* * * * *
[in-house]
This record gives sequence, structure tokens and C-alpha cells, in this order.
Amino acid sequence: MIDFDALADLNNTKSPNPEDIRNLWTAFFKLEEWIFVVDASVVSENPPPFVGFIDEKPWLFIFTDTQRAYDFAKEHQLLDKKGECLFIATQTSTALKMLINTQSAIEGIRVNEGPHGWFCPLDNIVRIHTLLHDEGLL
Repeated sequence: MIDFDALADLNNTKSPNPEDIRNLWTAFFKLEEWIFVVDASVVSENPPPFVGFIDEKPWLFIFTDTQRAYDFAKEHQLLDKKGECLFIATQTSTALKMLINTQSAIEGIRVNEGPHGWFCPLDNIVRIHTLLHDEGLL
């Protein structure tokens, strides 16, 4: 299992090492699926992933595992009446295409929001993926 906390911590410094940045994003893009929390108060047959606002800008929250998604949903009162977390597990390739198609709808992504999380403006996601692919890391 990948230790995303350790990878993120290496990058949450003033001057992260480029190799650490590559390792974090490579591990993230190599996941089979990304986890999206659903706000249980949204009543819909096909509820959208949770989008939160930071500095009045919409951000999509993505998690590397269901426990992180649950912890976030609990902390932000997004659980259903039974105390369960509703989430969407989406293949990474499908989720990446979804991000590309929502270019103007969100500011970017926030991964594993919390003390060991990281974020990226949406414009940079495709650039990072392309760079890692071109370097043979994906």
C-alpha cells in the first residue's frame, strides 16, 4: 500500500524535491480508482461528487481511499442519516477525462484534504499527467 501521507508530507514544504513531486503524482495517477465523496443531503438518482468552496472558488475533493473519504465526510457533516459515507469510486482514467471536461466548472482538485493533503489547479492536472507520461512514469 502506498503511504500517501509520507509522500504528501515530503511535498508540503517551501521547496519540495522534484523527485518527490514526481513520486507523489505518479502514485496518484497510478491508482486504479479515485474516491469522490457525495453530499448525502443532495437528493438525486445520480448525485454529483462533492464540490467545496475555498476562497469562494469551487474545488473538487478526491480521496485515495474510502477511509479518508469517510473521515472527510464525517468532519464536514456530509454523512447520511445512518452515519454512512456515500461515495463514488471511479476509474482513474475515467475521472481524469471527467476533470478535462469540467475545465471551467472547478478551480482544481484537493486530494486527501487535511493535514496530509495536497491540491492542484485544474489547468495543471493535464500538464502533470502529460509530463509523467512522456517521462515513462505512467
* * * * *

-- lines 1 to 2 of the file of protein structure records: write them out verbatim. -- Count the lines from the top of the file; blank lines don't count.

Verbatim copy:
[in-house]
This record gives sequence, structure tokens and C-alpha cells, in this order.